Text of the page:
I see how the  Yokahama International Middle School  (Grades 6-8), has laid the foundation with their student blogs for a CONTINUOUS effort to document, reflect and assess their students progress ACROSS time. My current school, Martin J Gottlieb Day School also has an opportunity to implement student blogfolios across ALL grade levels (K-8) and build on skills from year to year. George Couros on The Principal of Change blog wrote in a post titled 5 Reasons your Students Should Blog about his school division and effort to developing blogs as portfolios with their students. They are bringing blogs to approximately 10,000 students!

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Sharon McG36's curator insight, April 8, 2013 4:01 PM

This is a great starting point for those thinking about blogging for the classroom

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Announcing: Raising Modern Learners!

Announcing: Raising Modern Learners! | Connected educator | Scoop.it
I’m really excited to announce a new undertaking that my good friend Bruce Dixon from Melbourne, Australia and I are launching today: Raising Modern Learners (RML).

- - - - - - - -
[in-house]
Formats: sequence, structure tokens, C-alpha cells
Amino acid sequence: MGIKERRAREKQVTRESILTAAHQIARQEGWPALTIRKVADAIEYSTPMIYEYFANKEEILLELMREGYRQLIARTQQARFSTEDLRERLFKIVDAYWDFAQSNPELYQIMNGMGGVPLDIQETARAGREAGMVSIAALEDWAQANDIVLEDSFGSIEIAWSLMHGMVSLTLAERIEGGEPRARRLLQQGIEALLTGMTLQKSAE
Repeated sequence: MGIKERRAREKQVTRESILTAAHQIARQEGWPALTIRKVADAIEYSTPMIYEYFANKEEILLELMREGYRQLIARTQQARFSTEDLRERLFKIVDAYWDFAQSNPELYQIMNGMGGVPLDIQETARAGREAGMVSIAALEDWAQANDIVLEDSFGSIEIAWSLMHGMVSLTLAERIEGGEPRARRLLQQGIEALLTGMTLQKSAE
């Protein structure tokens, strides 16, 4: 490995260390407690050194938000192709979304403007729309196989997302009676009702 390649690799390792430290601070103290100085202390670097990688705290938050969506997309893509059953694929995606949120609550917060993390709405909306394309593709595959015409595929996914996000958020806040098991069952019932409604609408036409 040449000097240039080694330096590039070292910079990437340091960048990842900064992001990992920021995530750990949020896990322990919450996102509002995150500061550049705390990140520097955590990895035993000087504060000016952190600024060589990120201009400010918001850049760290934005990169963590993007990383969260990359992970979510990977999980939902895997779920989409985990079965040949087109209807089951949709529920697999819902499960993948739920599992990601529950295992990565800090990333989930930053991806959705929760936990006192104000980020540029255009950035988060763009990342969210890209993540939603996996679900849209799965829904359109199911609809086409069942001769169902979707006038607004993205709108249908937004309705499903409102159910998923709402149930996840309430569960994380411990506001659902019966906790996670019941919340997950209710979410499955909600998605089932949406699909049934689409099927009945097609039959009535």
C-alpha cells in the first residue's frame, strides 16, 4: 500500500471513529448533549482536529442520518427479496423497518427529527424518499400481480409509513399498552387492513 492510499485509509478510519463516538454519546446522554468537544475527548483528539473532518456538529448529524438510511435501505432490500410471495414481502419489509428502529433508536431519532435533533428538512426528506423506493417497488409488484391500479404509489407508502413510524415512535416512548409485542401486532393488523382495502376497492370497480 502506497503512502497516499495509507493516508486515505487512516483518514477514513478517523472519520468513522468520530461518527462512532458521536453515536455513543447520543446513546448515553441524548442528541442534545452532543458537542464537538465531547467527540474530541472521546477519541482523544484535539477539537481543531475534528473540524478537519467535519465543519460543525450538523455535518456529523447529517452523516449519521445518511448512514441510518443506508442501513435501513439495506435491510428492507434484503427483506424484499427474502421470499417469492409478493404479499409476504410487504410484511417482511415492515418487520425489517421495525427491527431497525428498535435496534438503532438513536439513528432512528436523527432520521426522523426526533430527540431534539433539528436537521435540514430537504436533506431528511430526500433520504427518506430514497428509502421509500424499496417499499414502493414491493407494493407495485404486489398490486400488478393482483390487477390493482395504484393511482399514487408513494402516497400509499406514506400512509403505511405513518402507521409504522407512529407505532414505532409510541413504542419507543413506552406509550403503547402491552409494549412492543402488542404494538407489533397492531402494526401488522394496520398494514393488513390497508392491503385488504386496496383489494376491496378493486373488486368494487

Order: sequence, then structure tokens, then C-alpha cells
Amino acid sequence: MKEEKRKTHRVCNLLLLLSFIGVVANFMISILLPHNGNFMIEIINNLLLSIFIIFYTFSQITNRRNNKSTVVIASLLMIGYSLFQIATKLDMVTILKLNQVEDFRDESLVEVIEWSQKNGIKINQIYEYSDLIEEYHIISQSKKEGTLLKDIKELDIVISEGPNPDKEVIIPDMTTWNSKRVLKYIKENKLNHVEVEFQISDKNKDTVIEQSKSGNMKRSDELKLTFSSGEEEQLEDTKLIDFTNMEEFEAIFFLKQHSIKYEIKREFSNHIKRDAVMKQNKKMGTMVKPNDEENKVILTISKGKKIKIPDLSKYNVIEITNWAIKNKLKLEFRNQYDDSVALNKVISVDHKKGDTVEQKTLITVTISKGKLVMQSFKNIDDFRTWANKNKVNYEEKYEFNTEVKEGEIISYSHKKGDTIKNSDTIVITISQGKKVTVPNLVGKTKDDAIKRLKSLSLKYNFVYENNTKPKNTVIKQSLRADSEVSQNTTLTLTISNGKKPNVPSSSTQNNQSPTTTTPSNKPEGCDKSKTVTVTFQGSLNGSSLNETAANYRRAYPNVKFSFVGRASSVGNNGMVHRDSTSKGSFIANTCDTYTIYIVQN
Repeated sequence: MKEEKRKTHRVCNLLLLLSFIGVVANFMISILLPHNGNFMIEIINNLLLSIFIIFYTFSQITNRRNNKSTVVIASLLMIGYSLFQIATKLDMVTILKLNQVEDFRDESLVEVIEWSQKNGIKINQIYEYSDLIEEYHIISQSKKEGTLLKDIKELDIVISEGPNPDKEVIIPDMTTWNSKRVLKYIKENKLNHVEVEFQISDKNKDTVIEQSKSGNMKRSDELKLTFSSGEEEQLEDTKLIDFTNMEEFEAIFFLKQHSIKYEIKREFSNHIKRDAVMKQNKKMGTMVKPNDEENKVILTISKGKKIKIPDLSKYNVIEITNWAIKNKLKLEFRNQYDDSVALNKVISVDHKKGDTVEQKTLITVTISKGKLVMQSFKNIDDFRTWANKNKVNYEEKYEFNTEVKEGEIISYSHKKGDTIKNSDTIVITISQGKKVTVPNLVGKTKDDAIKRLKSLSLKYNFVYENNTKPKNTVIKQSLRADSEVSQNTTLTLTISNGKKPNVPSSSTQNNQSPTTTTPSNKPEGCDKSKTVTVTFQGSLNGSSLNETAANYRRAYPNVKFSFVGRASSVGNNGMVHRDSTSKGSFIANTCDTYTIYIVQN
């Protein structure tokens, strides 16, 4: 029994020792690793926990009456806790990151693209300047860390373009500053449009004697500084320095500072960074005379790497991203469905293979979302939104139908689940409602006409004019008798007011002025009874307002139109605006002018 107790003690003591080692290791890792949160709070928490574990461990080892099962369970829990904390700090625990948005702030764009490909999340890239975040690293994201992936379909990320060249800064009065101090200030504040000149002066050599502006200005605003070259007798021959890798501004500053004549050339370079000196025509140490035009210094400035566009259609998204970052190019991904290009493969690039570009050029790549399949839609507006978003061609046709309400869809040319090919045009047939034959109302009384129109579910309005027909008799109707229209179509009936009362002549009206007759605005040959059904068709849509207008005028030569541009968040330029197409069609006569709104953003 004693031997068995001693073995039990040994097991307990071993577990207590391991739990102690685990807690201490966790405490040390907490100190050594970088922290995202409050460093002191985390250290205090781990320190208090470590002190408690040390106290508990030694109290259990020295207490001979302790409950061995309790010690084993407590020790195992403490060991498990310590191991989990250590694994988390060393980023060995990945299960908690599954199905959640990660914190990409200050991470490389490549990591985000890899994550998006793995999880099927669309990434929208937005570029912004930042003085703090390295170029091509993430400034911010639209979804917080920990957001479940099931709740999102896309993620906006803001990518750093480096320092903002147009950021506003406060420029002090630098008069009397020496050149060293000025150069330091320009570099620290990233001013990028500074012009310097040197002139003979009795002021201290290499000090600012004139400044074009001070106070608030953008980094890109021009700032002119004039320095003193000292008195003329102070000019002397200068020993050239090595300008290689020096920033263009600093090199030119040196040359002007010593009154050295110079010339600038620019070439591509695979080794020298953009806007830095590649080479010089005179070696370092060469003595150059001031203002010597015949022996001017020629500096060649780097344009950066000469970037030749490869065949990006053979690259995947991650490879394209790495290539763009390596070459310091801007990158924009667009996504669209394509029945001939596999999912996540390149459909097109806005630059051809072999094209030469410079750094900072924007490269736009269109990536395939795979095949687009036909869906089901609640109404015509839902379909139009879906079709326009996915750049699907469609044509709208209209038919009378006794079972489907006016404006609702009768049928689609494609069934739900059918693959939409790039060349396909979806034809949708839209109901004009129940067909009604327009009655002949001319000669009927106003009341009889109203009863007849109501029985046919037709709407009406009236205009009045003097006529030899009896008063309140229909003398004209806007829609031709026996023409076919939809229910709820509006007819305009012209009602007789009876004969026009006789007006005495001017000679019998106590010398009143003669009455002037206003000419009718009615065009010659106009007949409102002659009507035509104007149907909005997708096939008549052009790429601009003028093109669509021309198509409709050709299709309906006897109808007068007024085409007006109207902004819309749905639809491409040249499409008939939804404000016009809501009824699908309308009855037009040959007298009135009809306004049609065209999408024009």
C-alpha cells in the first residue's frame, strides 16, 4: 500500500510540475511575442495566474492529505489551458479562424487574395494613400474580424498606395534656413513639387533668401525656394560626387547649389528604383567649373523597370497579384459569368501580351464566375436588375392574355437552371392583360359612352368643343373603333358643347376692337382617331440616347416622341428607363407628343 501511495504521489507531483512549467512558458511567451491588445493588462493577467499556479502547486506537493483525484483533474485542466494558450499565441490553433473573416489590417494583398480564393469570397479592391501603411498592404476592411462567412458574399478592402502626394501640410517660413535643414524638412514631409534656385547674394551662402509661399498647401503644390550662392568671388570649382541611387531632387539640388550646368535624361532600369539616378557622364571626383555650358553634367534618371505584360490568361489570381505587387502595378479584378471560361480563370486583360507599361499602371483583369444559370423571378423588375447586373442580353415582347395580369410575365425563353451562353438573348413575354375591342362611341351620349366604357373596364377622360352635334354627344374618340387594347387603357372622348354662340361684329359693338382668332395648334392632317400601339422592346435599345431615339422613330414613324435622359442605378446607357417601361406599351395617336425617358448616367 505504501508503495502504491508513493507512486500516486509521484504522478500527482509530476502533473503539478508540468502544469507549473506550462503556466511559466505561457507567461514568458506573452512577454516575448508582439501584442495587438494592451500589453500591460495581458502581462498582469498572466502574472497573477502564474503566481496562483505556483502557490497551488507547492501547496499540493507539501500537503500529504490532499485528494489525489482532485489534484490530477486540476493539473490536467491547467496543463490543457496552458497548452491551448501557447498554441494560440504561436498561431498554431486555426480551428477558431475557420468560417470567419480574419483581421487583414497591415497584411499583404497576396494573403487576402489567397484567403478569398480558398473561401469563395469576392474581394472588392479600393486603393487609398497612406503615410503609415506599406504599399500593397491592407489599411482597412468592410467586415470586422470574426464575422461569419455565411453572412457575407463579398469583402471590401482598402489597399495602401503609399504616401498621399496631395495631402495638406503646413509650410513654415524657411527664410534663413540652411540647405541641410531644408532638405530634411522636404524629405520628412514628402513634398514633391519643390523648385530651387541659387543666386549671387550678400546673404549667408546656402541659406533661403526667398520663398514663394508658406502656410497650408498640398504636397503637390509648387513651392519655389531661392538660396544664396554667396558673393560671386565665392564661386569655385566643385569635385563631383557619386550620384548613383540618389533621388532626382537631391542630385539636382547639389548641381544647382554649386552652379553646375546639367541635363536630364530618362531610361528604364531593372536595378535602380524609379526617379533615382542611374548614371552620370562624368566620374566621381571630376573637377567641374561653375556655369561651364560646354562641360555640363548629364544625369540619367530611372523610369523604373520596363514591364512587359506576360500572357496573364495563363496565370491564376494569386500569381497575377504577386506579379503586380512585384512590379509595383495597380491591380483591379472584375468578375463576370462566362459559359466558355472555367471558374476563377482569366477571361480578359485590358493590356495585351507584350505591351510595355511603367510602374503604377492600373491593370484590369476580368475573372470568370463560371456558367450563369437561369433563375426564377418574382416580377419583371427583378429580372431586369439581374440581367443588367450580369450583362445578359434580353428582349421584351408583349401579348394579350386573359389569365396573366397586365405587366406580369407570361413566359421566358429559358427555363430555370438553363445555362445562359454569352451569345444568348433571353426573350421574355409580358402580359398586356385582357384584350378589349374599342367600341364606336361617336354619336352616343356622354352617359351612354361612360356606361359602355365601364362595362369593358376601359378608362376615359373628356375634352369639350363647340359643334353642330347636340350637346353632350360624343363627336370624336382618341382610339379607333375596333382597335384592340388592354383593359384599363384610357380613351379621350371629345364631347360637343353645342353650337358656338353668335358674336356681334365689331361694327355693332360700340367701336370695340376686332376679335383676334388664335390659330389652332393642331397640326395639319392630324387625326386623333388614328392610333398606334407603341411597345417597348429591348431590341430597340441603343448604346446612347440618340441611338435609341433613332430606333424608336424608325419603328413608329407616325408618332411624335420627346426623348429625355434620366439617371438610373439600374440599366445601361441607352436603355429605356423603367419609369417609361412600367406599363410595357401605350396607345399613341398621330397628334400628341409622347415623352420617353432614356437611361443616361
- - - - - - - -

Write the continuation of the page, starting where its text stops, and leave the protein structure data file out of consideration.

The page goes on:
As the proud owner of two teenagers (where’s the handbook?
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Liberate the Learners

Liberate the Learners | Connected educator | Scoop.it

Seymour Papert (1998):
“ The presence of digital technologies is rapidly moving us into a period where learners can learn what they need to know on their own agenda rather than on the predetermined.agenda of a curriculum. We will soon be able to give up the assembly line model of grade after grade, exercise after exercise..

Ann S. Michaelsen's insight:

But this does not alter the fact that present-day schools, to which…they have to cater in order to sell their products, are relics from an earlier period of knowledge technology.

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Google Shows 'How Search Works' With New Site

Google Shows 'How Search Works' With New Site | Connected educator | Scoop.it
Google released a new website Friday appropriately called How Search Works to give you a behind-the-scenes look at the process from start to finish.
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'Hole in the Wall' Wins Indian Educator $1 Million TED Prize

'Hole in the Wall' Wins Indian Educator $1 Million TED Prize | Connected educator | Scoop.it

Sugata Mitra started a self-learning program for children in a Delhi slum.  Mr. Mitra said in a statement posted on the TED Web site that he would use the prize money to build the “School in the Cloud,” a learning lab in India, where children can engage with information and mentors online.

Ann S. Michaelsen's insight:

In Mr. Mitra’s closing remarks while accepting the TED Prize, he shared an anecdote: “A little girl was following me around. I said, ‘I want to give a computer to everyone,’” recalls Mitra. “She reached out her hand and she said to me, ‘Get on with it.’”